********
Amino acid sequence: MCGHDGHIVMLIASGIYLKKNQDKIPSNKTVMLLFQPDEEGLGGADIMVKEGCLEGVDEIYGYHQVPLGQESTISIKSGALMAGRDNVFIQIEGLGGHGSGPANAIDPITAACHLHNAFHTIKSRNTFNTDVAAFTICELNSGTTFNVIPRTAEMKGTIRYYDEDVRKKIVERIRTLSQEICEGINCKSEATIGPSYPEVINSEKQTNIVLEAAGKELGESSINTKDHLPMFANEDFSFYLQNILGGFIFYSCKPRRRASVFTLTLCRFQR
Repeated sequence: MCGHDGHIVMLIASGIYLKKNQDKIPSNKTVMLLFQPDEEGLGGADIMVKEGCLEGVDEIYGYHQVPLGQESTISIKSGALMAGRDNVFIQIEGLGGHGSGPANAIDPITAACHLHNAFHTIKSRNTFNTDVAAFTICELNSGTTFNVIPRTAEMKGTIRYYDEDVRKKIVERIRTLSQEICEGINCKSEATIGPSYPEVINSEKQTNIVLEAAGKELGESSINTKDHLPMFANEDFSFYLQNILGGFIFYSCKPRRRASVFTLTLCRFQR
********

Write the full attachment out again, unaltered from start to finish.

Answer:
Amino acid sequence: MCGHDGHIVMLIASGIYLKKNQDKIPSNKTVMLLFQPDEEGLGGADIMVKEGCLEGVDEIYGYHQVPLGQESTISIKSGALMAGRDNVFIQIEGLGGHGSGPANAIDPITAACHLHNAFHTIKSRNTFNTDVAAFTICELNSGTTFNVIPRTAEMKGTIRYYDEDVRKKIVERIRTLSQEICEGINCKSEATIGPSYPEVINSEKQTNIVLEAAGKELGESSINTKDHLPMFANEDFSFYLQNILGGFIFYSCKPRRRASVFTLTLCRFQR
Repeated sequence: MCGHDGHIVMLIASGIYLKKNQDKIPSNKTVMLLFQPDEEGLGGADIMVKEGCLEGVDEIYGYHQVPLGQESTISIKSGALMAGRDNVFIQIEGLGGHGSGPANAIDPITAACHLHNAFHTIKSRNTFNTDVAAFTICELNSGTTFNVIPRTAEMKGTIRYYDEDVRKKIVERIRTLSQEICEGINCKSEATIGPSYPEVINSEKQTNIVLEAAGKELGESSINTKDHLPMFANEDFSFYLQNILGGFIFYSCKPRRRASVFTLTLCRFQR